Glenaeon Garden Culture - Harvesting in Times of Scarcity

18 January 2024

Harvesting in times of scarcity

We are fast approaching our traditional Harvest Festival, and our gardens are not bursting with pumpkins as they have been in the past. Living in a city, we have the easy option of going to the shops and buying whatever we want for our celebrations. But we would like to encourage everyone to stop for a moment and look at the world differently: what do we have in our gardens right now?

We harvest seeds, we harvest stories

Aromatic and medicinal Fennel has taken over some of the garden beds at the Middle Cove garden, creating a canopy bursting with yellow umbrella-like flowers filled with seed and feathery peacock-like leaves. Last week, Class 6 students picked the flowers, harvested the seeds and roasted them during their gardening class. At the end of the lesson, we shared our food and stories, and everyone commented how much they loved the roasted fennel seeds. One student shared a story with the class:

There once was a King who wanted to know which of his children was the faithful one. He gave them roasted fennel seeds to plant, and later on he asked them how they were growing. All of the children commented how strong their plants have been growing, except for one girl who said: “Mine are not growing at all!” - And that’s how the King knew who the faithful child was.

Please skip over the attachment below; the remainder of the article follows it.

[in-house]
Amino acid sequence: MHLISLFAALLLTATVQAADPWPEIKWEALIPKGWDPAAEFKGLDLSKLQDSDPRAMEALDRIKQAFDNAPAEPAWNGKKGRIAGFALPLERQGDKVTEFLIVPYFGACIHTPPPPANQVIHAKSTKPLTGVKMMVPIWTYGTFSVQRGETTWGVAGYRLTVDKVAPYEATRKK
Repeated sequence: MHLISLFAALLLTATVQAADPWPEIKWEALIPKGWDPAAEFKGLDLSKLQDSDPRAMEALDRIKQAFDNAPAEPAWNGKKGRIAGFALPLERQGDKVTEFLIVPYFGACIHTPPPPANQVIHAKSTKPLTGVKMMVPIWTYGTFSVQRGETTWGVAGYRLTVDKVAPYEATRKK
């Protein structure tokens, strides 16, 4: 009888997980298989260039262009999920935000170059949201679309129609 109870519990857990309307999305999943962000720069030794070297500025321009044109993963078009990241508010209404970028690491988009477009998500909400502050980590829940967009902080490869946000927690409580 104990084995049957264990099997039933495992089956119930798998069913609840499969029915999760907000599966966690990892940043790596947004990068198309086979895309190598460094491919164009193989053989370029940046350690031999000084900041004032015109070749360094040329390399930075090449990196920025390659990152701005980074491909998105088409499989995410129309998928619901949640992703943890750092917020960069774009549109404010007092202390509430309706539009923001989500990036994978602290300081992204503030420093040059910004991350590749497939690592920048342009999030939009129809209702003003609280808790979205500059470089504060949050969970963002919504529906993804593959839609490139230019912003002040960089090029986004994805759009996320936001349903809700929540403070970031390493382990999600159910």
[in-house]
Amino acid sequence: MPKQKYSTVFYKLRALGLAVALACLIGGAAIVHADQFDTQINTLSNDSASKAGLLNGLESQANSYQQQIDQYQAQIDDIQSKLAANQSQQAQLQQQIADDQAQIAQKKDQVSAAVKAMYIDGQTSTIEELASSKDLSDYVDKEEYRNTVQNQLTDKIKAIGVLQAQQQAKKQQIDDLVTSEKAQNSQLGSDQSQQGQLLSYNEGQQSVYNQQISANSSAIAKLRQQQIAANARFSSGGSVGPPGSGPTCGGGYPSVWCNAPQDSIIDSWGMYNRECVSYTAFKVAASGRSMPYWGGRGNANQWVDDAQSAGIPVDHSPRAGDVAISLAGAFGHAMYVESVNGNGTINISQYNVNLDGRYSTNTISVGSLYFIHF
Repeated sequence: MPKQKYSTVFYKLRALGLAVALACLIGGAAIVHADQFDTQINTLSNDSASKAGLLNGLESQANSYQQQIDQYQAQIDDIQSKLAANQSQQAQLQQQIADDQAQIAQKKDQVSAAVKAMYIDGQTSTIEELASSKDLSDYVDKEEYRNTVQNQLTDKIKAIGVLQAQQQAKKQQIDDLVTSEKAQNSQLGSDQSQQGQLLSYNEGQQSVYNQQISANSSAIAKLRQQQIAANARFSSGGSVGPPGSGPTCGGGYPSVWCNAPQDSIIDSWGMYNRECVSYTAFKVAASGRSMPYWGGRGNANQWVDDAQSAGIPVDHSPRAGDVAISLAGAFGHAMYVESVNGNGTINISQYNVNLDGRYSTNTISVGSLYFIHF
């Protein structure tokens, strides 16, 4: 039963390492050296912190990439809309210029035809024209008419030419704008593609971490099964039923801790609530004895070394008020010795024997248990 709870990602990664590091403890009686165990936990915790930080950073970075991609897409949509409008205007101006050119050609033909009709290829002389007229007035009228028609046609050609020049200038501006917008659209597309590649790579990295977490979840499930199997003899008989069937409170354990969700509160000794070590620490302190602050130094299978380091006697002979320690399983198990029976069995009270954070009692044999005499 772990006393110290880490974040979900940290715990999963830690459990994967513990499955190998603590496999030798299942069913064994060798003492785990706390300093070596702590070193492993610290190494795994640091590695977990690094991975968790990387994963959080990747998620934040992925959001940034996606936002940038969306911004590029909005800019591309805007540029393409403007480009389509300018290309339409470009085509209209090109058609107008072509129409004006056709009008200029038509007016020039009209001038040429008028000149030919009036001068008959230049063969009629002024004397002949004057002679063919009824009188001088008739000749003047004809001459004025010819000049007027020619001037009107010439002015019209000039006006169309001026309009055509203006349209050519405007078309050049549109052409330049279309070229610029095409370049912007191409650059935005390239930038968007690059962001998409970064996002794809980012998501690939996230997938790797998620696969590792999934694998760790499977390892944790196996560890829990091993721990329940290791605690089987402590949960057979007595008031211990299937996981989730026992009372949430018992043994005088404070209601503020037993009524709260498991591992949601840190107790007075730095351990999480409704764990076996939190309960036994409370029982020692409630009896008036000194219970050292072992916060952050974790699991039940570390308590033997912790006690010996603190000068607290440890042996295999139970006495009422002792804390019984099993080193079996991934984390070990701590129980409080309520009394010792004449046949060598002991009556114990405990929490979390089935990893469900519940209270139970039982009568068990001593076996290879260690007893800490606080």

When we think we have nothing, we need to look around, explore, question and learn. We have some Azolla in the pond, which we learned is high in nitrogen and can be used instead of manure when we have no access to cows.

A high school student harvested some chicken bones while digging in the garden, and asked to take them home. Could they be the seeds of an archaeology interest?

The students on all campuses are resourceful in their play and this translates to the same in their alchemical experiments with food substances. Can we as adults be as bold and harvest the Taro root and leaves that are growing in abundance at Glenaeon Preschool? We have made Bay leaf tea, roasted Fennel and Sunflower seeds, fried up Mustard greens, Endive, Amaranth leaves and flowers in frittatas. From the Glenaeon gardens we add lemon, flowers, leaves, seeds in our sourdough bread. We connect with our surroundings to create new things with them.

So why is harvest time so meaningful? In harvesting, we learn to embrace what we have, we become creative and able to make something from nothing. As human beings, we harvest the rewards of moments of gratitude and connection with the Earth. We can’t get this from a shop.

Goethian observation

For Term 1 2024, the Class 6 students have now each represented an impression of Fennel in their assessment task for Gardening lessons:

“I think it looks like lots of little flowers. I think if you hold it up to the light and see the shape it looks like a star constellation.”

“I like the smell. When I suck it, it tastes like licorice. When I eat it, it does not taste good. It feels furry and soft.”

“I like fennel because it feels nice to touch and I like the taste and texture of it. It feels very nice on your skin and it is very soothing. It tastes like licorice when you suck on it and chew them.”

See you in the Garden!

Sandra Frain…..and Parent Volunteers
Gardening Teacher